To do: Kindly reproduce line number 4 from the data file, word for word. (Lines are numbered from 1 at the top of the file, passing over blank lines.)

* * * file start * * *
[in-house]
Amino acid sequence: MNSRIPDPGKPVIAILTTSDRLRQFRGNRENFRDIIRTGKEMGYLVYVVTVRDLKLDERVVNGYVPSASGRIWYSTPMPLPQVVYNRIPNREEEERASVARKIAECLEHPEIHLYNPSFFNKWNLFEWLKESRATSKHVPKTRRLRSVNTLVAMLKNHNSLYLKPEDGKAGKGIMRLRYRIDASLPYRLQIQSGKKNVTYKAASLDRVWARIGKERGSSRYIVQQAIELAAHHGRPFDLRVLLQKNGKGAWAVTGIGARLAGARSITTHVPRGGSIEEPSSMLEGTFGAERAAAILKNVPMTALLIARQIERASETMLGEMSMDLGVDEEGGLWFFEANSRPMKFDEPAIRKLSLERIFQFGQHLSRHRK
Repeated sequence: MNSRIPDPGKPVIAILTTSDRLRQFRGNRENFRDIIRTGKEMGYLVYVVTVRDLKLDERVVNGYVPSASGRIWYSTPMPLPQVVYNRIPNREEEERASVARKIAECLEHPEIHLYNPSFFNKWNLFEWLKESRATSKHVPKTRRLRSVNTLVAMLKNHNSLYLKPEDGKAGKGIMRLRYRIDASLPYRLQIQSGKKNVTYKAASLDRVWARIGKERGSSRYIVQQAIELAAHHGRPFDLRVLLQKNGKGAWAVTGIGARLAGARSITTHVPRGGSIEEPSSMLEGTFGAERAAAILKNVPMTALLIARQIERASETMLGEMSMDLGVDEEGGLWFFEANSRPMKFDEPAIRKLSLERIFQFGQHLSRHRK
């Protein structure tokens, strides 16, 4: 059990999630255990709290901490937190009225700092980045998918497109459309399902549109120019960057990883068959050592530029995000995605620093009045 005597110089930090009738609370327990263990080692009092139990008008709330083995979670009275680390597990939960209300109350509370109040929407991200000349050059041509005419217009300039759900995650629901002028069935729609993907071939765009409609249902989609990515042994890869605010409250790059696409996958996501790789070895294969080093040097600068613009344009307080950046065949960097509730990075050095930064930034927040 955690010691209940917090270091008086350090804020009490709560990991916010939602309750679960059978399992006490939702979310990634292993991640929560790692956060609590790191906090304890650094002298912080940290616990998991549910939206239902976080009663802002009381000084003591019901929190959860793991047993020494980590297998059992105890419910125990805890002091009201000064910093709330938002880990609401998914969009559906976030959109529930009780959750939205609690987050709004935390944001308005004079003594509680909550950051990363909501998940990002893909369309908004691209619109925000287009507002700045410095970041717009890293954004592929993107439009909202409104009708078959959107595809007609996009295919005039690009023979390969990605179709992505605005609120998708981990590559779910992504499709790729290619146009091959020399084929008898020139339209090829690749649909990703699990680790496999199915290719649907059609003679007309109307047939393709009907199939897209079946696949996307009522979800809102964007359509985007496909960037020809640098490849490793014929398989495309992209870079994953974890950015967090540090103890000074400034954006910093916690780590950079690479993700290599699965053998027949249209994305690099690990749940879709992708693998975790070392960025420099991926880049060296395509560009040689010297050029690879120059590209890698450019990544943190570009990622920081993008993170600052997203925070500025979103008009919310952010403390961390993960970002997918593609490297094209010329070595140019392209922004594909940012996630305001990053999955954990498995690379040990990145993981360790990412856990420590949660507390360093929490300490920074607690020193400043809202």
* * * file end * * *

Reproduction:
């Protein structure tokens, strides 16, 4: 059990999630255990709290901490937190009225700092980045998918497109459309399902549109120019960057990883068959050592530029995000995605620093009045 005597110089930090009738609370327990263990080692009092139990008008709330083995979670009275680390597990939960209300109350509370109040929407991200000349050059041509005419217009300039759900995650629901002028069935729609993907071939765009409609249902989609990515042994890869605010409250790059696409996958996501790789070895294969080093040097600068613009344009307080950046065949960097509730990075050095930064930034927040 955690010691209940917090270091008086350090804020009490709560990991916010939602309750679960059978399992006490939702979310990634292993991640929560790692956060609590790191906090304890650094002298912080940290616990998991549910939206239902976080009663802002009381000084003591019901929190959860793991047993020494980590297998059992105890419910125990805890002091009201000064910093709330938002880990609401998914969009559906976030959109529930009780959750939205609690987050709004935390944001308005004079003594509680909550950051990363909501998940990002893909369309908004691209619109925000287009507002700045410095970041717009890293954004592929993107439009909202409104009708078959959107595809007609996009295919005039690009023979390969990605179709992505605005609120998708981990590559779910992504499709790729290619146009091959020399084929008898020139339209090829690749649909990703699990680790496999199915290719649907059609003679007309109307047939393709009907199939897209079946696949996307009522979800809102964007359509985007496909960037020809640098490849490793014929398989495309992209870079994953974890950015967090540090103890000074400034954006910093916690780590950079690479993700290599699965053998027949249209994305690099690990749940879709992708693998975790070392960025420099991926880049060296395509560009040689010297050029690879120059590209890698450019990544943190570009990622920081993008993170600052997203925070500025979103008009919310952010403390961390993960970002997918593609490297094209010329070595140019392209922004594909940012996630305001990053999955954990498995690379040990990145993981360790990412856990420590949660507390360093929490300490920074607690020193400043809202």